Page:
Meet the moufflon
By Rachael Sparks, on 15 August 2011
Never mind the Grant Museum’s much publicised quagga – the Institute of Archaeology has got its own menagerie of strange and rare beasts to enjoy. There isn’t time to explore them all here, so I thought I would introduce you to one of my favourites – a vase in the shape of a moufflon (UCL 844).
A moufflon, I’ve been reliably informed, is a type of wild sheep. In Cyprus, which is where this vessel comes from, it has become a powerful and widely used national image, appearing in a range of contexts from coinage to airline branding. Immortalised in clay, and far less endangered than the real thing, ours looks rather well-fed and sedate, more suited to a gentle amble over the hills than energetically leaping from crag to crag.
Archaeologists are used to exploring the relationship between man and animal. Animal bone is excavated from ancient sites in great quantities, and the Institute has a large research collection of this sort of material. It can tell us about ancient diets – what animals were being hunted or reared for food, what age they were slaughtered at, what sort of cuts of meat were preferred, and even how the animals were butchered, through cut marks left on the bones themselves. Animals were also reared for their secondary products, like milk or wool, and this can find correlates in associated objects relating to the use of those products, such as churns, spindle whorls, or loomweights.
Animals also played roles other than the purely practical. Animal sacrifices were all the rage in the Near East, with the associated practice of haruspicy (reading entrails) being a popular way of justifying major political or military decisions. A nice archaeological correlate of this is the creation of clay model livers, with cuneiform texts strategically placed over the surface as training devices for the would-be soothsayer (the British Museum and Louvre have some nice examples).
The ideology of kingship also made much of feats of skill and bravery in relation to conquering wild beasts. Thutmose III (1479-1425 BC) went off on an elephant shoot while attempting to subdue Syria. Amenhotep III (1388-1350 BC) issued a special oversized scarab to commemorate hunting down wild bulls, while the lion hunts of the Assyrian king Ashurbanipal (668-631 BC) were immortalised in stone on the walls of his palace at Nineveh. Wild animals also had a role to play in mythology, being associated with powerful deities such as Baal (the bull) and Astarte (the lion). Not to mention the animal-rich iconography of ancient Egyptian religion. My personal favourite is the goddess Taweret, a potent mix of hippopotamus, lion and crocodile. Now there’s a deity I’d certainly want on my side when the chips were down.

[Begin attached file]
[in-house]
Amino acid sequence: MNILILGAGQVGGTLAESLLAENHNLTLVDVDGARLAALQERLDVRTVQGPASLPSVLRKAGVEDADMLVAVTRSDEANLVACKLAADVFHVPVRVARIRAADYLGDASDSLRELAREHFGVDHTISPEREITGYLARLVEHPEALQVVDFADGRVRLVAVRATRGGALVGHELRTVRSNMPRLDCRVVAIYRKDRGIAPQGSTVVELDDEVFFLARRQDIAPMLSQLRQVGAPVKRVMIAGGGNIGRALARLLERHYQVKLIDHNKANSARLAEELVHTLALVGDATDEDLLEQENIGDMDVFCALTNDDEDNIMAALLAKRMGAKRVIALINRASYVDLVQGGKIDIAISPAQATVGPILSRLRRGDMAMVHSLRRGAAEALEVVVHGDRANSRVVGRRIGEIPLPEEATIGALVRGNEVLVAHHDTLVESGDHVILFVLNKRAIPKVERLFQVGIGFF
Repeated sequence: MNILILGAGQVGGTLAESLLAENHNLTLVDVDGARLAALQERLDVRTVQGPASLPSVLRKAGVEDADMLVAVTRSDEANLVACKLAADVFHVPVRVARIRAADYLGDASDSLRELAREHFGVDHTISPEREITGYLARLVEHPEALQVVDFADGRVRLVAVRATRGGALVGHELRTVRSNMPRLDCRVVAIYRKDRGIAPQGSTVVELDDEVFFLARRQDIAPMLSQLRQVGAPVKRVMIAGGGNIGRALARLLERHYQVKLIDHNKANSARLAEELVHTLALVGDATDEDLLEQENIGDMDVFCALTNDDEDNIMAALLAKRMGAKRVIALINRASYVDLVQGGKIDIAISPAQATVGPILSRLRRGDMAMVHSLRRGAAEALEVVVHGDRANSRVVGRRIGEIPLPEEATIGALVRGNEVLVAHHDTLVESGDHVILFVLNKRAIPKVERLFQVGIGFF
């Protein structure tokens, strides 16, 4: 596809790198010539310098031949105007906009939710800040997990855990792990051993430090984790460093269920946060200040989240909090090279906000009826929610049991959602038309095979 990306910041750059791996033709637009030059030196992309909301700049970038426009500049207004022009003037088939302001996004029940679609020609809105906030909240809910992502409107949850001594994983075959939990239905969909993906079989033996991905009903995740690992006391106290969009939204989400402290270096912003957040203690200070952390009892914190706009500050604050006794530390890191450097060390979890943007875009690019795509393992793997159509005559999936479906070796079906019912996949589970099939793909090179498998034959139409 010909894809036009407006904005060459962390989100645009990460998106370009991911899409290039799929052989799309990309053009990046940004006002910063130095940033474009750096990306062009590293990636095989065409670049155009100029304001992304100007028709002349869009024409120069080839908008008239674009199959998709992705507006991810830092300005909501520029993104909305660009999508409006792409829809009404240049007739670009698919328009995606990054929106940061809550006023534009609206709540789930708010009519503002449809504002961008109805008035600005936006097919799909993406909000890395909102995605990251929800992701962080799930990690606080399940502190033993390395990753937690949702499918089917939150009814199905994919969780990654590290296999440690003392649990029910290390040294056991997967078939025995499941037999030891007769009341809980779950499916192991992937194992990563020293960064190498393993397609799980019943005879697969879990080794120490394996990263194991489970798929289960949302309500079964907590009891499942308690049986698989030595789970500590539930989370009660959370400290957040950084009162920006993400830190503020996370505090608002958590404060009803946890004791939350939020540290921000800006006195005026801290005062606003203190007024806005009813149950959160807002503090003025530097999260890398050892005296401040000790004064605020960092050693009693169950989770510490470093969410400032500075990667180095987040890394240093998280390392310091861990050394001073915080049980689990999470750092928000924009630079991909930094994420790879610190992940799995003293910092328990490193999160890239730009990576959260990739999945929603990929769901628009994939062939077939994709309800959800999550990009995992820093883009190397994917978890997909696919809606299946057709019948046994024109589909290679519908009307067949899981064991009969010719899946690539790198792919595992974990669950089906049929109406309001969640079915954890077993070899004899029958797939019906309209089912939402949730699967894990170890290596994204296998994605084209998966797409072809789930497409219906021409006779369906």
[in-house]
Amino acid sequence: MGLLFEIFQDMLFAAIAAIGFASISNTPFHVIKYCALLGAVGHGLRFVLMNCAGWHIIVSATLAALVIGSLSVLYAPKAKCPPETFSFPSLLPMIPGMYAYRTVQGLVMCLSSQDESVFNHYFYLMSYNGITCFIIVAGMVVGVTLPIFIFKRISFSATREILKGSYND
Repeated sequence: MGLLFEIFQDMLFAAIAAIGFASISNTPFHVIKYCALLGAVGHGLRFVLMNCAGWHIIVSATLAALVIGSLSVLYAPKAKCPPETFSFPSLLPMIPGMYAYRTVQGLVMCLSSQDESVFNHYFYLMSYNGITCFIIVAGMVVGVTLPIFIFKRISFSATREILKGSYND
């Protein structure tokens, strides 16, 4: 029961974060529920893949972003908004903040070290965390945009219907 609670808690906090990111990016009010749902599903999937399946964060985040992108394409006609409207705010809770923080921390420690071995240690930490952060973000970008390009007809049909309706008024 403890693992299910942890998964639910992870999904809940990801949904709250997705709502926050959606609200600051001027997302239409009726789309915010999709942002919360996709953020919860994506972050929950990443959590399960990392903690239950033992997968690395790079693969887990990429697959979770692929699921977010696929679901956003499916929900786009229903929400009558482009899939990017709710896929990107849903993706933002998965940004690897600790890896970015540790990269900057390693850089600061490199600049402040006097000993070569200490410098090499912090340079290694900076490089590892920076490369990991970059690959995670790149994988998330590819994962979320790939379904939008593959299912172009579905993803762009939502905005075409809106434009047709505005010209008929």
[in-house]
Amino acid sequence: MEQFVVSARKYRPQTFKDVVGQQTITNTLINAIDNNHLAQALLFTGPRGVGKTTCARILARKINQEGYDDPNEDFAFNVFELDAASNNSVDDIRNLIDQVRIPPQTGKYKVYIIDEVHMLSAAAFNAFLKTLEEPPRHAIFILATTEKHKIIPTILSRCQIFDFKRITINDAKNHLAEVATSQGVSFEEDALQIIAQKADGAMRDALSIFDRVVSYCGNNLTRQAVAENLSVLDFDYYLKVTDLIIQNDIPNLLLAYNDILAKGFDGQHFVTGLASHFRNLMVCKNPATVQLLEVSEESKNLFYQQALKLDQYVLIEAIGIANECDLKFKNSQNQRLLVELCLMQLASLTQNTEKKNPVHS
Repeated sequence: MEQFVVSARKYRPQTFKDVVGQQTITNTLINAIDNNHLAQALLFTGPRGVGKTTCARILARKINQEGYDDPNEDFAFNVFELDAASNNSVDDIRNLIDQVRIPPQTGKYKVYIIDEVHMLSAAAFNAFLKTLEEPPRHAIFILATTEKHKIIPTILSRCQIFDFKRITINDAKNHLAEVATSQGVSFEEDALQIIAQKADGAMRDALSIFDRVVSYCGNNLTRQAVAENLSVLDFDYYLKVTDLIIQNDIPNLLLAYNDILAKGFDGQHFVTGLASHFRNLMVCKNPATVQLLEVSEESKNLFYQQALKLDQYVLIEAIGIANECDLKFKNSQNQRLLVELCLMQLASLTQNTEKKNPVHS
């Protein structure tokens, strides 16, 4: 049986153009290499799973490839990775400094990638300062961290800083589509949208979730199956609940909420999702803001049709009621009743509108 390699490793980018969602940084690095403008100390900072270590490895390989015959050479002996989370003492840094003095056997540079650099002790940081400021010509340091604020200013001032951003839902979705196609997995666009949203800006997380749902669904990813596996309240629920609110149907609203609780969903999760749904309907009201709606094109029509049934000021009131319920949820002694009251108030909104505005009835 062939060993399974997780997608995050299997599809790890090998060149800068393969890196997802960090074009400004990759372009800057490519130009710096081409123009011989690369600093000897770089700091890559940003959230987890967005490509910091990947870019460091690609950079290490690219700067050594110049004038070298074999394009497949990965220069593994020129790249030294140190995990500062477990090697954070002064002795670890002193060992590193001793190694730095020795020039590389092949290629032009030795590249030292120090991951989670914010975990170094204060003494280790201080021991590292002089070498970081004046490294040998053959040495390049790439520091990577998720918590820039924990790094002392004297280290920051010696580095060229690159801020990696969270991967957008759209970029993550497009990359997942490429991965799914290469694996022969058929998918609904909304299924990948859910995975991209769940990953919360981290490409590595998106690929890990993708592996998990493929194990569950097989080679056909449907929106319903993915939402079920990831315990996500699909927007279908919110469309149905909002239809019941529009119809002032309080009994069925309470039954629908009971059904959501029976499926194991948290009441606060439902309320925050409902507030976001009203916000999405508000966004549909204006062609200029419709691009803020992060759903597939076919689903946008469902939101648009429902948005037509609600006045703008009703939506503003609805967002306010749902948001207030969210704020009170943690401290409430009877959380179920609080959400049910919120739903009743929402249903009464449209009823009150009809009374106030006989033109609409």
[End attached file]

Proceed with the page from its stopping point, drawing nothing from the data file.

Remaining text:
How does our moufflon fit into all this? Well, it certainly isn’t a fearsome beast, but a familiar part of the Cypriot landscape, captured in clay and brought into the community for some particular purpose. But what exactly was that purpose?
At first sight, it looks like a vessel, with its hollow, globular body, small opening at the base of the neck, and discreet lug handle on the back. It is certainly very much in the tradition of contemporary, Early Cypriot style pottery (c. 2000-1900 BC), with its highly burnished red slip and snazzy incised decoration. But practically speaking, it would function poorly as a container for liquids. The small hole may simply have been added as an aid to firing, but if so, why is it in such an obvious place rather than underneath the body? Alternatively, the vessel may have been used as a rattle, with the hole designed to allow small pellets to be inserted into the body. The placement of this would certainly stop them falling out too easily. The argument against this of course, is the fact that there are no pellets in place now. But use as a child’s rattle might help to explain the quirky choice of subject matter.
As animal representations go, this one may not be 100% accurate (how many three-legged lug-handled moufflon have you seen?). But what the artist has done is captured the sheer joyful moufflonness of the creature. So perhaps accuracy was never the aim.
You can see our friend the moufflon on display in the A.G. Leventis Gallery of Cypriot and Eastern Mediterranean Archaeology – just right of the foyer as you enter the Institute of Archaeology building.
Perhaps the only thing left to do is give our Moufflon a name. I had thought of Maurice, after its donor, Maurice Scott Thompson; it has a certain alliterative charm. But maybe something Cypriot to honour its ancestry would be more appropriate. Any ideas?
Coldstream, J.N. 1992. “A Moufflon Vase in University College London”, in: G. C. Ioannides (ed.), Studies in Honour of Vassos Karageorghis, Nicosia: Society of Cypriot Studies, 101-2, pl. XVI.